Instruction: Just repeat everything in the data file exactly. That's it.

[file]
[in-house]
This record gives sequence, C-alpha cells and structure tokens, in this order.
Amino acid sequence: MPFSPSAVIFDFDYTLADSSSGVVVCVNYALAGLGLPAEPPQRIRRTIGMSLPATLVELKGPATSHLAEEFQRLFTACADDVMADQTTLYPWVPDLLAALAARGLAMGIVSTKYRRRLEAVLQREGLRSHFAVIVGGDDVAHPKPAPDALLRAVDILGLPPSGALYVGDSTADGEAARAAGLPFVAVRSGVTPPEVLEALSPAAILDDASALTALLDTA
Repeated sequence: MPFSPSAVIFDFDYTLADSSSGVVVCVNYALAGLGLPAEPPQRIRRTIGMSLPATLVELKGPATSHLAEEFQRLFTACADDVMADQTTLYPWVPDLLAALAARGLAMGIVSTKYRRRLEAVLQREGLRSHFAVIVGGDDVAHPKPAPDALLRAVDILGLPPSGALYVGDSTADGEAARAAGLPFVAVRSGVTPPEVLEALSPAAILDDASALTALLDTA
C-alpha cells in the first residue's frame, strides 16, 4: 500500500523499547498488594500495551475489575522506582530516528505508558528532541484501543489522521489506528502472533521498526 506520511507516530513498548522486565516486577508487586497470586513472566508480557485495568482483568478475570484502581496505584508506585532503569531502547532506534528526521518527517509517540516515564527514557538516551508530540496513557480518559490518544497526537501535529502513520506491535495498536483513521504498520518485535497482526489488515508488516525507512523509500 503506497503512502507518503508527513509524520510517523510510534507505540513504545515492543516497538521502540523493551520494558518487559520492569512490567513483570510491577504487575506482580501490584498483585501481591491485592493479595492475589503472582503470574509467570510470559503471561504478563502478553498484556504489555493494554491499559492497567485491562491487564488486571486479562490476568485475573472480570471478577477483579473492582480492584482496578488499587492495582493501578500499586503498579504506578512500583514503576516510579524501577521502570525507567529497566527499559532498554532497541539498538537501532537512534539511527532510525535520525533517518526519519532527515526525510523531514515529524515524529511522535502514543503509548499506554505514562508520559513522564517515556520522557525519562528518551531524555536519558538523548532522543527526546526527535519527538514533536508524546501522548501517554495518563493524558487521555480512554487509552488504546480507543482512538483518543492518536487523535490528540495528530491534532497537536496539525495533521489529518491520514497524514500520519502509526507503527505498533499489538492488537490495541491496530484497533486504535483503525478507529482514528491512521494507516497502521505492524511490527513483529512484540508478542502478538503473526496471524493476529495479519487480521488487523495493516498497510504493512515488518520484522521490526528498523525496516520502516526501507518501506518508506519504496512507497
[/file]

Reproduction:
[in-house]
This record gives sequence, C-alpha cells and structure tokens, in this order.
Amino acid sequence: MPFSPSAVIFDFDYTLADSSSGVVVCVNYALAGLGLPAEPPQRIRRTIGMSLPATLVELKGPATSHLAEEFQRLFTACADDVMADQTTLYPWVPDLLAALAARGLAMGIVSTKYRRRLEAVLQREGLRSHFAVIVGGDDVAHPKPAPDALLRAVDILGLPPSGALYVGDSTADGEAARAAGLPFVAVRSGVTPPEVLEALSPAAILDDASALTALLDTA
Repeated sequence: MPFSPSAVIFDFDYTLADSSSGVVVCVNYALAGLGLPAEPPQRIRRTIGMSLPATLVELKGPATSHLAEEFQRLFTACADDVMADQTTLYPWVPDLLAALAARGLAMGIVSTKYRRRLEAVLQREGLRSHFAVIVGGDDVAHPKPAPDALLRAVDILGLPPSGALYVGDSTADGEAARAAGLPFVAVRSGVTPPEVLEALSPAAILDDASALTALLDTA
C-alpha cells in the first residue's frame, strides 16, 4: 500500500523499547498488594500495551475489575522506582530516528505508558528532541484501543489522521489506528502472533521498526 506520511507516530513498548522486565516486577508487586497470586513472566508480557485495568482483568478475570484502581496505584508506585532503569531502547532506534528526521518527517509517540516515564527514557538516551508530540496513557480518559490518544497526537501535529502513520506491535495498536483513521504498520518485535497482526489488515508488516525507512523509500 503506497503512502507518503508527513509524520510517523510510534507505540513504545515492543516497538521502540523493551520494558518487559520492569512490567513483570510491577504487575506482580501490584498483585501481591491485592493479595492475589503472582503470574509467570510470559503471561504478563502478553498484556504489555493494554491499559492497567485491562491487564488486571486479562490476568485475573472480570471478577477483579473492582480492584482496578488499587492495582493501578500499586503498579504506578512500583514503576516510579524501577521502570525507567529497566527499559532498554532497541539498538537501532537512534539511527532510525535520525533517518526519519532527515526525510523531514515529524515524529511522535502514543503509548499506554505514562508520559513522564517515556520522557525519562528518551531524555536519558538523548532522543527526546526527535519527538514533536508524546501522548501517554495518563493524558487521555480512554487509552488504546480507543482512538483518543492518536487523535490528540495528530491534532497537536496539525495533521489529518491520514497524514500520519502509526507503527505498533499489538492488537490495541491496530484497533486504535483503525478507529482514528491512521494507516497502521505492524511490527513483529512484540508478542502478538503473526496471524493476529495479519487480521488487523495493516498497510504493512515488518520484522521490526528498523525496516520502516526501507518501506518508506519504496512507497